5. In the "acquire tab", select the lasers depending on the excitation wavelength of the tag fluorophore (488 nm in our protocol which uses EGFP-tagged G3BP) and select the adapted emission length for the PMT (photomultiplier tube). Adjust the laser power (usually not more than 10%) to minimize noise and oversaturation as well as toxicity, and set the gain and offset to modify the signal to noise ratio. Scan fast (1,000 Hz) in order to minimize the duration of laser exposition (line average 2, frame average 1). If desired, set the parameters for the Z stack to be able to reconstruct the image in 3D (a Z step of 1 µm is usually fine with cells). Determine the interval time between each acquisition: smaller intervals permit to obtain a more coherent movie but this may induce photobleaching and toxicity (an interval of 20 sec was used in the described experiments). Duration of total acquisition may vary depending on the stress type. Many G3BP-containing SGs are formed very rapidly under arsenite treatment and are well visible after 1 hr of treatment: in that case, choose rapidly the cells to film and start the acquisitions right after the stress, with a total duration of acquisitions of 15-20 min largely sufficient to observe the assembly of several SGs.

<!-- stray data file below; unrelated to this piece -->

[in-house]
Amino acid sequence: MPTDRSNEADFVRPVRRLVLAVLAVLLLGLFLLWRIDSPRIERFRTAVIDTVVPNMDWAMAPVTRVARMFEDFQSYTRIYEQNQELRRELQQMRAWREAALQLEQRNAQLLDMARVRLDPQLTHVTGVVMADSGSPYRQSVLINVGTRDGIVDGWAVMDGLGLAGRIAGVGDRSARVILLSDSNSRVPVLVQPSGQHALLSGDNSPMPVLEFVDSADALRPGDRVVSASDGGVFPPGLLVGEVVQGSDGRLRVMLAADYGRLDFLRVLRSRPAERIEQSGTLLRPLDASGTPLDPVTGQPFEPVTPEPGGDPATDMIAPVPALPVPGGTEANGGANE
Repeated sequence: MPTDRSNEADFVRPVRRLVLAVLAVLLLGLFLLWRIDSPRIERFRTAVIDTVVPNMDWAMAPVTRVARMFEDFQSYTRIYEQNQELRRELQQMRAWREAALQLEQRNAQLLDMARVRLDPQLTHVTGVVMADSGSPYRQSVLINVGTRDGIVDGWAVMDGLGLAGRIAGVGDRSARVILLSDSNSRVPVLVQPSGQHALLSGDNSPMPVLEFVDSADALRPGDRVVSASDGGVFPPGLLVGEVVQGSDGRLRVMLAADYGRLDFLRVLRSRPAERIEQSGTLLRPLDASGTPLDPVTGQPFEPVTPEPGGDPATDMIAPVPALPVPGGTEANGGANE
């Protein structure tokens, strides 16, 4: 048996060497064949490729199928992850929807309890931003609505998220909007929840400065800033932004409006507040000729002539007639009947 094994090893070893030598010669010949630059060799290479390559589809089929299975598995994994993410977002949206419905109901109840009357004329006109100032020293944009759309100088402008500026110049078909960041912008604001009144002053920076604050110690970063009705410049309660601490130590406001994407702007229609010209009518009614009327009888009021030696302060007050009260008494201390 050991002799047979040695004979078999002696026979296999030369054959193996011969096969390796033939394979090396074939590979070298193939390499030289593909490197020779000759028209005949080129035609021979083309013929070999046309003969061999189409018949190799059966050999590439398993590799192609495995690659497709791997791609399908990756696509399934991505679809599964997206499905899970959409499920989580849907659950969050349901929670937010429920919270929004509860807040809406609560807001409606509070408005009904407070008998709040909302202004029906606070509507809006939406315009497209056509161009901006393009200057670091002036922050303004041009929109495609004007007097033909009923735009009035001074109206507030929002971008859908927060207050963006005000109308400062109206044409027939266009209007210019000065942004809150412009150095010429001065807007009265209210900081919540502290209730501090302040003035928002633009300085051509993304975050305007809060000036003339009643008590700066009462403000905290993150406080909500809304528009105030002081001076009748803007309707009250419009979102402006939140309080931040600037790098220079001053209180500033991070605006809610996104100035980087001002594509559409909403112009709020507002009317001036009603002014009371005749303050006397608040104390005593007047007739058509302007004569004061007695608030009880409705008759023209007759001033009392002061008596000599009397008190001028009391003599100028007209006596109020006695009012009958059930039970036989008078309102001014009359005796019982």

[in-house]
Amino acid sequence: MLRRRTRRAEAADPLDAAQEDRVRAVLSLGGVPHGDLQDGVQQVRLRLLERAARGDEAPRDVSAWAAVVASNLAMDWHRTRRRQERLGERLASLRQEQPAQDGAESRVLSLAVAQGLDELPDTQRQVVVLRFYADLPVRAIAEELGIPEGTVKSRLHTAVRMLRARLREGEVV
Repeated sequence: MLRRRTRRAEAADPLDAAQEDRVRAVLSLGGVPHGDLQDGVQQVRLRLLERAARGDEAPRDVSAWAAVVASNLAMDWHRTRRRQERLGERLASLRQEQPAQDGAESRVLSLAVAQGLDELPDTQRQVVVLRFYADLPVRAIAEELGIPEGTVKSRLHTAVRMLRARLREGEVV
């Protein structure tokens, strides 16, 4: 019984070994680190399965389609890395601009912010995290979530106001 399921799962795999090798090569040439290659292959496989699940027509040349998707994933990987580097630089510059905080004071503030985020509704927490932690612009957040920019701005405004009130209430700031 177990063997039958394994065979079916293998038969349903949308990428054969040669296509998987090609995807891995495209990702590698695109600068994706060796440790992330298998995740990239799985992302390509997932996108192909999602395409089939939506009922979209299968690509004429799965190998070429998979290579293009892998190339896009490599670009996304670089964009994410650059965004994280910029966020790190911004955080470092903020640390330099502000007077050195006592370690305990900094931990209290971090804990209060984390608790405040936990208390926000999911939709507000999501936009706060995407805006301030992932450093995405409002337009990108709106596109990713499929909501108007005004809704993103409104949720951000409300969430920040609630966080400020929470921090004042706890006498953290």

6. Save the pictures and reconstruct the stacks and movie using ImageJ software.

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Representative Results

Stress granule formation is important in the response of cells to stress, permitting a cellular adaptation with stalled translation, until the stress has cleared, associated to prevention of apoptosis. This assay permits to study the SGs in primary cells, by following the localization of key SGs protein components (Figure 1). G3BP, a key factor of SGs assembly, is present rather diffusively in the cytoplasm of cultured MEFs or neurons (Figure 2A a and c), and is clearly present in discrete granules under arsenite treatment in MEFs as well as neurons (Figure 2A b and d). Primary cells can be obtained from transgenic mouse models, allowing for example the study of stress granules in the absence of one of their components. Interestingly, the deficiency of G3BP1 in mouse leads to severe defects of the Central Nervous System, notably an ataxic phenotype characterized by incapacity to correctly coordinate the movements (as seen in a limb clasping test, Figure 2B) and an alteration of spatial working memory. G3BP1 is present in stress granules in neurons, and this is all the more interesting that SGs have been shown to form at the onset of neurodegenerative diseases like Alzheimer disease.

This assay (Figure 1) thus permits to study SGs in primary cells, indispensable to study their composition and assembly in vivo. Furthermore, it allows the study of live cells and can thus be used to follow the dynamics of SGs, by visualizing one or several of their overexpressed components in real time. Figure 3 shows representative time-lapse images permitting to follow the assembly and dynamics of G3BP1-containing SGs in MEFs after arsenite treatment. In Figure 4A, the same experiment is performed with murine hippocampal neurons in culture. EGFP-G3BP1 localization goes from large subcellular granular structures to more defined and smaller granules, the SGs, after arsenite treatment. SGs were more and more defined if the acquisitions were continued (not shown) but the cell morphology started to change, probably due to the heat and toxicity induced by the laser excitation.